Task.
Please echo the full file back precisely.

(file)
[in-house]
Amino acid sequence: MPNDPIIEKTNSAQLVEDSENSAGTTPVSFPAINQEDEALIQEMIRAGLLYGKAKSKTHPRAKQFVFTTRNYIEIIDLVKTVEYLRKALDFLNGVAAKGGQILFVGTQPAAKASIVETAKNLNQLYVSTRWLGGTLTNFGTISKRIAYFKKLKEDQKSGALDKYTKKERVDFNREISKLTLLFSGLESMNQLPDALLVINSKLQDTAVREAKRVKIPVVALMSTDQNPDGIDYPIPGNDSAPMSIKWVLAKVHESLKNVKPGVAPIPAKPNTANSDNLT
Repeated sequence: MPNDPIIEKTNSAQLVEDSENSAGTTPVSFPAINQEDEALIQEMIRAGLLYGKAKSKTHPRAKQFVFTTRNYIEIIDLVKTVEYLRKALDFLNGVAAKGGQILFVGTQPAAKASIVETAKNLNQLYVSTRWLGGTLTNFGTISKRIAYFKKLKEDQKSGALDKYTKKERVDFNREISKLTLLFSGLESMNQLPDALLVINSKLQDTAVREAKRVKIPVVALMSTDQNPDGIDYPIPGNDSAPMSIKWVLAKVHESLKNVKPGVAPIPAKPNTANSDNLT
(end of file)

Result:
[in-house]
Amino acid sequence: MPNDPIIEKTNSAQLVEDSENSAGTTPVSFPAINQEDEALIQEMIRAGLLYGKAKSKTHPRAKQFVFTTRNYIEIIDLVKTVEYLRKALDFLNGVAAKGGQILFVGTQPAAKASIVETAKNLNQLYVSTRWLGGTLTNFGTISKRIAYFKKLKEDQKSGALDKYTKKERVDFNREISKLTLLFSGLESMNQLPDALLVINSKLQDTAVREAKRVKIPVVALMSTDQNPDGIDYPIPGNDSAPMSIKWVLAKVHESLKNVKPGVAPIPAKPNTANSDNLT
Repeated sequence: MPNDPIIEKTNSAQLVEDSENSAGTTPVSFPAINQEDEALIQEMIRAGLLYGKAKSKTHPRAKQFVFTTRNYIEIIDLVKTVEYLRKALDFLNGVAAKGGQILFVGTQPAAKASIVETAKNLNQLYVSTRWLGGTLTNFGTISKRIAYFKKLKEDQKSGALDKYTKKERVDFNREISKLTLLFSGLESMNQLPDALLVINSKLQDTAVREAKRVKIPVVALMSTDQNPDGIDYPIPGNDSAPMSIKWVLAKVHESLKNVKPGVAPIPAKPNTANSDNLT